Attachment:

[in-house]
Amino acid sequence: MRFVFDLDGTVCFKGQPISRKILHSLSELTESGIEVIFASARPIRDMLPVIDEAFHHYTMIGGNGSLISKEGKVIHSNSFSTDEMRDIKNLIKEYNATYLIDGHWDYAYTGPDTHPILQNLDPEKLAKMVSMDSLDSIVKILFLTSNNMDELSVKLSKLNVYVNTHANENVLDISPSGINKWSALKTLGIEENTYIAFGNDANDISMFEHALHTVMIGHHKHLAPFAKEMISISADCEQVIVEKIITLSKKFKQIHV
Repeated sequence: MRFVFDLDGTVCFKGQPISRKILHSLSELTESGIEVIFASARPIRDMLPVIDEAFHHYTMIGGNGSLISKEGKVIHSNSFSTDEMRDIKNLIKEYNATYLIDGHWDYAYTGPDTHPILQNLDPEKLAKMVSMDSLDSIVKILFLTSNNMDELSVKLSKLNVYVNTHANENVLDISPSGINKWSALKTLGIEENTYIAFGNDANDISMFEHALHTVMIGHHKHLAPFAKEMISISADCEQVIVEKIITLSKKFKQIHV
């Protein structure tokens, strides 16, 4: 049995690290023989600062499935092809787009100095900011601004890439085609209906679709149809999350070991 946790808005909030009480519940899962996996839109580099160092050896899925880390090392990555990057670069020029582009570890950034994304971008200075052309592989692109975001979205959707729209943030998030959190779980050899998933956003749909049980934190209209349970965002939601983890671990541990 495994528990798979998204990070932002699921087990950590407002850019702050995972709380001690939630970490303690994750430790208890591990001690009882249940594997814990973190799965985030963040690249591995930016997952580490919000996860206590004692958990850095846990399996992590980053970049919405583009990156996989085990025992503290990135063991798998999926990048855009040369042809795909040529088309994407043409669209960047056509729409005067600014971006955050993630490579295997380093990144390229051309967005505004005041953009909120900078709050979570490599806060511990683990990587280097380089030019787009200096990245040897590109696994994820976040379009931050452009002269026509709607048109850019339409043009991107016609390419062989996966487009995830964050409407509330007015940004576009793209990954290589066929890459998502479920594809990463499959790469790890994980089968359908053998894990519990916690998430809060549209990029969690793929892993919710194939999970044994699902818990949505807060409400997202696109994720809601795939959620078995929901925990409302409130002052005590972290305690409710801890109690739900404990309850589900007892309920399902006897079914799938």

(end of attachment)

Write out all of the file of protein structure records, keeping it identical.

[in-house]
Amino acid sequence: MRFVFDLDGTVCFKGQPISRKILHSLSELTESGIEVIFASARPIRDMLPVIDEAFHHYTMIGGNGSLISKEGKVIHSNSFSTDEMRDIKNLIKEYNATYLIDGHWDYAYTGPDTHPILQNLDPEKLAKMVSMDSLDSIVKILFLTSNNMDELSVKLSKLNVYVNTHANENVLDISPSGINKWSALKTLGIEENTYIAFGNDANDISMFEHALHTVMIGHHKHLAPFAKEMISISADCEQVIVEKIITLSKKFKQIHV
Repeated sequence: MRFVFDLDGTVCFKGQPISRKILHSLSELTESGIEVIFASARPIRDMLPVIDEAFHHYTMIGGNGSLISKEGKVIHSNSFSTDEMRDIKNLIKEYNATYLIDGHWDYAYTGPDTHPILQNLDPEKLAKMVSMDSLDSIVKILFLTSNNMDELSVKLSKLNVYVNTHANENVLDISPSGINKWSALKTLGIEENTYIAFGNDANDISMFEHALHTVMIGHHKHLAPFAKEMISISADCEQVIVEKIITLSKKFKQIHV
């Protein structure tokens, strides 16, 4: 049995690290023989600062499935092809787009100095900011601004890439085609209906679709149809999350070991 946790808005909030009480519940899962996996839109580099160092050896899925880390090392990555990057670069020029582009570890950034994304971008200075052309592989692109975001979205959707729209943030998030959190779980050899998933956003749909049980934190209209349970965002939601983890671990541990 495994528990798979998204990070932002699921087990950590407002850019702050995972709380001690939630970490303690994750430790208890591990001690009882249940594997814990973190799965985030963040690249591995930016997952580490919000996860206590004692958990850095846990399996992590980053970049919405583009990156996989085990025992503290990135063991798998999926990048855009040369042809795909040529088309994407043409669209960047056509729409005067600014971006955050993630490579295997380093990144390229051309967005505004005041953009909120900078709050979570490599806060511990683990990587280097380089030019787009200096990245040897590109696994994820976040379009931050452009002269026509709607048109850019339409043009991107016609390419062989996966487009995830964050409407509330007015940004576009793209990954290589066929890459998502479920594809990463499959790469790890994980089968359908053998894990519990916690998430809060549209990029969690793929892993919710194939999970044994699902818990949505807060409400997202696109994720809601795939959620078995929901925990409302409130002052005590972290305690409710801890109690739900404990309850589900007892309920399902006897079914799938």